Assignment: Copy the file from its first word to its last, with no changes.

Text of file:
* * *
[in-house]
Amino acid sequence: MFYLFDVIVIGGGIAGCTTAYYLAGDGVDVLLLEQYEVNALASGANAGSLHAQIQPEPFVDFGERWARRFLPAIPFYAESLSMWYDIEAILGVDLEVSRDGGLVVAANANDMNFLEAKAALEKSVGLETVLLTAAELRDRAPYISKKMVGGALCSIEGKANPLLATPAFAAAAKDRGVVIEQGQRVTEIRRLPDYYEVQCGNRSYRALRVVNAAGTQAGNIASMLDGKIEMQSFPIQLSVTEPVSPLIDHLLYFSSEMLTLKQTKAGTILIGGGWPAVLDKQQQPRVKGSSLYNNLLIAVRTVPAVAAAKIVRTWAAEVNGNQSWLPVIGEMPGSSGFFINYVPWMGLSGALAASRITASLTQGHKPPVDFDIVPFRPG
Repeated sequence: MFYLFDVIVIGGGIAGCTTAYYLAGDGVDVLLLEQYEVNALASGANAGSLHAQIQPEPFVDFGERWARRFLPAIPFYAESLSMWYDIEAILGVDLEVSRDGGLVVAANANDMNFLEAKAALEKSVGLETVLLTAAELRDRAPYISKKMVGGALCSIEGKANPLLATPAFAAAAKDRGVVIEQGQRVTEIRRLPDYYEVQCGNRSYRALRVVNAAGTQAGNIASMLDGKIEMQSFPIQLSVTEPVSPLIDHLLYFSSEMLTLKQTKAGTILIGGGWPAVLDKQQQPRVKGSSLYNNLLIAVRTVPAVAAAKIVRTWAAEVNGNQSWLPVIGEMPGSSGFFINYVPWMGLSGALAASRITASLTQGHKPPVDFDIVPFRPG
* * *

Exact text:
[in-house]
Amino acid sequence: MFYLFDVIVIGGGIAGCTTAYYLAGDGVDVLLLEQYEVNALASGANAGSLHAQIQPEPFVDFGERWARRFLPAIPFYAESLSMWYDIEAILGVDLEVSRDGGLVVAANANDMNFLEAKAALEKSVGLETVLLTAAELRDRAPYISKKMVGGALCSIEGKANPLLATPAFAAAAKDRGVVIEQGQRVTEIRRLPDYYEVQCGNRSYRALRVVNAAGTQAGNIASMLDGKIEMQSFPIQLSVTEPVSPLIDHLLYFSSEMLTLKQTKAGTILIGGGWPAVLDKQQQPRVKGSSLYNNLLIAVRTVPAVAAAKIVRTWAAEVNGNQSWLPVIGEMPGSSGFFINYVPWMGLSGALAASRITASLTQGHKPPVDFDIVPFRPG
Repeated sequence: MFYLFDVIVIGGGIAGCTTAYYLAGDGVDVLLLEQYEVNALASGANAGSLHAQIQPEPFVDFGERWARRFLPAIPFYAESLSMWYDIEAILGVDLEVSRDGGLVVAANANDMNFLEAKAALEKSVGLETVLLTAAELRDRAPYISKKMVGGALCSIEGKANPLLATPAFAAAAKDRGVVIEQGQRVTEIRRLPDYYEVQCGNRSYRALRVVNAAGTQAGNIASMLDGKIEMQSFPIQLSVTEPVSPLIDHLLYFSSEMLTLKQTKAGTILIGGGWPAVLDKQQQPRVKGSSLYNNLLIAVRTVPAVAAAKIVRTWAAEVNGNQSWLPVIGEMPGSSGFFINYVPWMGLSGALAASRITASLTQGHKPPVDFDIVPFRPG